- Java code generated from UML models, released as JARs that are the primary download for most health IT developers
MDHT delivers a standard object-oriented alternative to proprietary development methodologies and tooling used to specify and implement most healthcare industry standards. There are three primary categories of users for MDHT tools: authors of healthcare industry interoperability standards, certification or testing authorities who validate that an Electronic Health Record (EHR) system produces XML or JSON files that comply with the standard, and software developers that implement adapters or applications that produce and consume healthcare data. MDHT defines healthcare-specific UML profiles to specify the interoperability standards and delivers model editing tools that are optimized for clinical informatics users, including a customized interface for the UML profile extensions. MDHT also delivers UML publishing tools that are used to generate specification documents that are ready for submission to standards organizations. Finally, the tooling includes model transformations that leverage EMF and OCL to generate Ecore models and Java code used by healthcare implementers.
What makes healthcare information models different? Why don't we simply use general-purpose UML tools?
Constraint-based modeling approach
- Most healthcare standards create a base "reference model" and then define templates/profiles/archetypes with lists of constraints on a class from the reference model. For example, in the C-CDA implementation guide, a Vital Sign template includes constraints on the base CDA Observation class. We model this template using a UML subclass, but many constraints cannot be represented using standard UML, especially terminology constraints for coded attributes.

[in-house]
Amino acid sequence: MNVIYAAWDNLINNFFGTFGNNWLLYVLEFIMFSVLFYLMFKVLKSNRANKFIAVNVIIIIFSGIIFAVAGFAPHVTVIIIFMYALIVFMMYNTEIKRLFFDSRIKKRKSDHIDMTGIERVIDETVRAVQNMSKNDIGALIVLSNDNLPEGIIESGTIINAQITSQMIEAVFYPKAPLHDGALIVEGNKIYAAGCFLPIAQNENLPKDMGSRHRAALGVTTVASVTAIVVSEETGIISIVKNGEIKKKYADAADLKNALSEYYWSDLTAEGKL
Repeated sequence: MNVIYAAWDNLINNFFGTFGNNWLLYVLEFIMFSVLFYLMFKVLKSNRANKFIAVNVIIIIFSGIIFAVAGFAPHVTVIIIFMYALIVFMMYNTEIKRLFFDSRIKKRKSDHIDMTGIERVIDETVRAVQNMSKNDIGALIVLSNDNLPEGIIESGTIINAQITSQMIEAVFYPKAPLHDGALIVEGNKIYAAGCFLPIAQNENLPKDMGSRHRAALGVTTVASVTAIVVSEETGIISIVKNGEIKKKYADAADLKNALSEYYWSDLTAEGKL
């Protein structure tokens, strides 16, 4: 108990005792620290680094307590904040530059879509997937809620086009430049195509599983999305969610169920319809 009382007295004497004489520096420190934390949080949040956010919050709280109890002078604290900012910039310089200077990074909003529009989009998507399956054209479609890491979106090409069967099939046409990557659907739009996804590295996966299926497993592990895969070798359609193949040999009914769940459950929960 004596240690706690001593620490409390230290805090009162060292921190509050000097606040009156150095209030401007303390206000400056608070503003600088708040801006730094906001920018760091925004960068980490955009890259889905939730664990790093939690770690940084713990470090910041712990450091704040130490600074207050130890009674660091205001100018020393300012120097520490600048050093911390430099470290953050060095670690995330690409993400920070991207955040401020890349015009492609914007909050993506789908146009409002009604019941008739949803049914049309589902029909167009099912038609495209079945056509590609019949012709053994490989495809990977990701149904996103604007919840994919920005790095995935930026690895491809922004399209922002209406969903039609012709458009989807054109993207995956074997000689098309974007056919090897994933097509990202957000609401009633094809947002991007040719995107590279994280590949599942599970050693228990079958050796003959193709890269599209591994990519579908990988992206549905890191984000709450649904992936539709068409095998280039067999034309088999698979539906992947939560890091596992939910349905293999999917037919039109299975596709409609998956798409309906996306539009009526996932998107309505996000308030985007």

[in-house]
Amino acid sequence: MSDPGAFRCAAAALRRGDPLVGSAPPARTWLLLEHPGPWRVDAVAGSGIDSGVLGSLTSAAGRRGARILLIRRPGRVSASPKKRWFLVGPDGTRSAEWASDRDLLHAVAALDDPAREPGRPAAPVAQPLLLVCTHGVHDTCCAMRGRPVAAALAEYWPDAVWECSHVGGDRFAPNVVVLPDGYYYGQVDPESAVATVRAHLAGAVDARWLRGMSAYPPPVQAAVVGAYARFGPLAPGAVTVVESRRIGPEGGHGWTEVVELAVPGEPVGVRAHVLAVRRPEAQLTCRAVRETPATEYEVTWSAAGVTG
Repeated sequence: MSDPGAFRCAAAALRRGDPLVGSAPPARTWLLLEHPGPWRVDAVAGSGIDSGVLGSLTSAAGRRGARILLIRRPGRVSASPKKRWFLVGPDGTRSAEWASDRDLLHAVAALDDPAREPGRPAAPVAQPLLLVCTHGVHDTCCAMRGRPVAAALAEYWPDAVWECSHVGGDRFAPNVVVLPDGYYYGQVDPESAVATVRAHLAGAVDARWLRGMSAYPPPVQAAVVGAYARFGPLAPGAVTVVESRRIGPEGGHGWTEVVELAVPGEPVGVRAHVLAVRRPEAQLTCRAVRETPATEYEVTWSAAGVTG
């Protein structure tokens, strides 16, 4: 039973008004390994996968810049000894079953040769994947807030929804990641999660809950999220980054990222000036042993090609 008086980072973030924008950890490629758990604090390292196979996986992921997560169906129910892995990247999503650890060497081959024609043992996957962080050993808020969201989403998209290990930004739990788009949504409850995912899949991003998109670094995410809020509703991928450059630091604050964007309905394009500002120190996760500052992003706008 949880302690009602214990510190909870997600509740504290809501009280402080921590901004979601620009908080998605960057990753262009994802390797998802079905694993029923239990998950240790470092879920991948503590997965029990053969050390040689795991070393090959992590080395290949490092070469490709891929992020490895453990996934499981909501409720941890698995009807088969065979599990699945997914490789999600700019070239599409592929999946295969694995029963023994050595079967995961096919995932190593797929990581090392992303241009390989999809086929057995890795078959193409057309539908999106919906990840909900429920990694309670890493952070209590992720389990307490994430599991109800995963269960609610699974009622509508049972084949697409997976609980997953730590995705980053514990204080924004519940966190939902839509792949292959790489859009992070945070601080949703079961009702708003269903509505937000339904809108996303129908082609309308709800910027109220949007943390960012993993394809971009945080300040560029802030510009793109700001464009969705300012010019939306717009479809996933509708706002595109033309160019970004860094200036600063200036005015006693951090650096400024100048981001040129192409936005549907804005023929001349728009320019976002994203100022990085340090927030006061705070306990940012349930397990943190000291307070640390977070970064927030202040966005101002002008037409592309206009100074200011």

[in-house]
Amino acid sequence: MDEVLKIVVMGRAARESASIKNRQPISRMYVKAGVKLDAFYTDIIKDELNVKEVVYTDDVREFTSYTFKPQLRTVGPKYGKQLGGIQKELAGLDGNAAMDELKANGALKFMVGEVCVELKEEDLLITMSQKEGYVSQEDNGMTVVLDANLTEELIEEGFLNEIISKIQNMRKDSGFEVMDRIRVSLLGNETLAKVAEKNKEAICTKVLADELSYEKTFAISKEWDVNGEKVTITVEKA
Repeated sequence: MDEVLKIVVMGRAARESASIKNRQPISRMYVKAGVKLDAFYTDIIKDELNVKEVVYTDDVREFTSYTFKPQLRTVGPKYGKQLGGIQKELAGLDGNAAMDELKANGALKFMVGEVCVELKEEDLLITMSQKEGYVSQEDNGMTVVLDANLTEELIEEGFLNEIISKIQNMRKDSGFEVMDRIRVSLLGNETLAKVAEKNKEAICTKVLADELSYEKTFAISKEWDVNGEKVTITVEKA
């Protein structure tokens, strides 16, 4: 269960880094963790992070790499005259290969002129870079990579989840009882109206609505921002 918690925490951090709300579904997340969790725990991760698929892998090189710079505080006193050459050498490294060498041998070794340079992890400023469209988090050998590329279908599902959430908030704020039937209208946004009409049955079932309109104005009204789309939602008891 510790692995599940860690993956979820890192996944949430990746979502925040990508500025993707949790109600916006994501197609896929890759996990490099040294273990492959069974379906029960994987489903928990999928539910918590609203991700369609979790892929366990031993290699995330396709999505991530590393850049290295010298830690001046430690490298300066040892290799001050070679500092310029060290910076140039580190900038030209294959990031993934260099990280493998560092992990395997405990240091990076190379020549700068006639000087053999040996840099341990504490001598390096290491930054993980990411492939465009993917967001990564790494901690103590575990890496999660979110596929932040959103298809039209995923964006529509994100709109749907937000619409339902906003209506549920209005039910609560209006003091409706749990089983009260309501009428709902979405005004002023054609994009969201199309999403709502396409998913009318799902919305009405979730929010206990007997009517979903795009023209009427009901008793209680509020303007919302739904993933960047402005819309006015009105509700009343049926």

- Creating clinical information models usually involves searching very large and complex terminology systems (i.e. ontologies) such as SNOMED CT or LOINC, creating or evaluating value sets of terminology codes, and assigning these as constraints on attributes in a UML class. MDHT includes specialized editing tools for using these terminology systems, and transformation to runtime Java libraries that support application developers and constraint validation.
Generate domain-specific Java classes for templates/profiles/archetypes
- For example, generate a VitalSign class for implementers, but serialize/deserialize XML or JSON instance data that conforms to the base reference model schema type for CDA or FHIR Observation.
- Annotate the generated Ecore model to enable customized serialization and deserialization of instances, and validate that instances of the base reference model satisfy constraints indicated by the assigned template ID.
Users of modeling tools are often clinical informatics specialists, not familar with UML or software engineering
- The modeling tools must enable users to edit and review clinical information models, with terminology value set constraints, while remaining focused on the clinical content and not overwhelmed by model formalisms.